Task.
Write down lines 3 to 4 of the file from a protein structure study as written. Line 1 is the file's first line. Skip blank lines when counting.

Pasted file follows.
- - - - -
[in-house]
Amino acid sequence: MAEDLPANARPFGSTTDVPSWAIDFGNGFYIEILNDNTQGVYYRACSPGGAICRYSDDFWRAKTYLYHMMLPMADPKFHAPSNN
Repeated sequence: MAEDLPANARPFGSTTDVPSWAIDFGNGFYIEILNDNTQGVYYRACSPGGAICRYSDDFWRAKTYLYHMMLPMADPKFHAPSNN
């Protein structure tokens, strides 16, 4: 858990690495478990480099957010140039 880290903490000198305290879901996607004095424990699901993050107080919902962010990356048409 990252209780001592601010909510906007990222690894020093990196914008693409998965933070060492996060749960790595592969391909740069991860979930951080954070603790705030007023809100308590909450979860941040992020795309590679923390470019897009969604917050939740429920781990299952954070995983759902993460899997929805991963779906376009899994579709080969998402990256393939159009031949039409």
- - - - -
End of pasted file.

Repeated sequence: MAEDLPANARPFGSTTDVPSWAIDFGNGFYIEILNDNTQGVYYRACSPGGAICRYSDDFWRAKTYLYHMMLPMADPKFHAPSNN
């Protein structure tokens, strides 16, 4: 858990690495478990480099957010140039 880290903490000198305290879901996607004095424990699901993050107080919902962010990356048409 990252209780001592601010909510906007990222690894020093990196914008693409998965933070060492996060749960790595592969391909740069991860979930951080954070603790705030007023809100308590909450979860941040992020795309590679923390470019897009969604917050939740429920781990299952954070995983759902993460899997929805991963779906376009899994579709080969998402990256393939159009031949039409």